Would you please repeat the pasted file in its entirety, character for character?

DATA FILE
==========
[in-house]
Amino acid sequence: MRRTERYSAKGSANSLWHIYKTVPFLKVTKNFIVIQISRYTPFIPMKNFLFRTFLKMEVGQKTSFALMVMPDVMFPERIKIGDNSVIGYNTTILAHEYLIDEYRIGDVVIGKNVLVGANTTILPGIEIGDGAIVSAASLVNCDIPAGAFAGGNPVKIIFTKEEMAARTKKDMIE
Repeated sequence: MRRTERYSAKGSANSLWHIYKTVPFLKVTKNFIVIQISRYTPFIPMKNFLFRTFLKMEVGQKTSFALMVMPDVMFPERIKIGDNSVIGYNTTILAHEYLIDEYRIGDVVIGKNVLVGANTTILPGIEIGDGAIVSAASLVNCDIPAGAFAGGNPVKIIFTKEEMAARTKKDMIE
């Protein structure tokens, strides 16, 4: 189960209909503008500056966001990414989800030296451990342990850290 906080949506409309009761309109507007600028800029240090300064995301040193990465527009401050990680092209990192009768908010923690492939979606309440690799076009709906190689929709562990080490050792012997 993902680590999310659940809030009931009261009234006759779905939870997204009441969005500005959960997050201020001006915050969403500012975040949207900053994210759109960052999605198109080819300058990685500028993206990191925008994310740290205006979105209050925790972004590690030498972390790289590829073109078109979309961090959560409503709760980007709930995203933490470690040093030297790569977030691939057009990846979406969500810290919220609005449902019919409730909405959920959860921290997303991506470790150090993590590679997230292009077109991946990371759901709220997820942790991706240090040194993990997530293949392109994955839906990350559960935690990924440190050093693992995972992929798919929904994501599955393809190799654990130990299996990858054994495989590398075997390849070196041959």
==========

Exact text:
[in-house]
Amino acid sequence: MRRTERYSAKGSANSLWHIYKTVPFLKVTKNFIVIQISRYTPFIPMKNFLFRTFLKMEVGQKTSFALMVMPDVMFPERIKIGDNSVIGYNTTILAHEYLIDEYRIGDVVIGKNVLVGANTTILPGIEIGDGAIVSAASLVNCDIPAGAFAGGNPVKIIFTKEEMAARTKKDMIE
Repeated sequence: MRRTERYSAKGSANSLWHIYKTVPFLKVTKNFIVIQISRYTPFIPMKNFLFRTFLKMEVGQKTSFALMVMPDVMFPERIKIGDNSVIGYNTTILAHEYLIDEYRIGDVVIGKNVLVGANTTILPGIEIGDGAIVSAASLVNCDIPAGAFAGGNPVKIIFTKEEMAARTKKDMIE
């Protein structure tokens, strides 16, 4: 189960209909503008500056966001990414989800030296451990342990850290 906080949506409309009761309109507007600028800029240090300064995301040193990465527009401050990680092209990192009768908010923690492939979606309440690799076009709906190689929709562990080490050792012997 993902680590999310659940809030009931009261009234006759779905939870997204009441969005500005959960997050201020001006915050969403500012975040949207900053994210759109960052999605198109080819300058990685500028993206990191925008994310740290205006979105209050925790972004590690030498972390790289590829073109078109979309961090959560409503709760980007709930995203933490470690040093030297790569977030691939057009990846979406969500810290919220609005449902019919409730909405959920959860921290997303991506470790150090993590590679997230292009077109991946990371759901709220997820942790991706240090040194993990997530293949392109994955839906990350559960935690990924440190050093693992995972992929798919929904994501599955393809190799654990130990299996990858054994495989590398075997390849070196041959």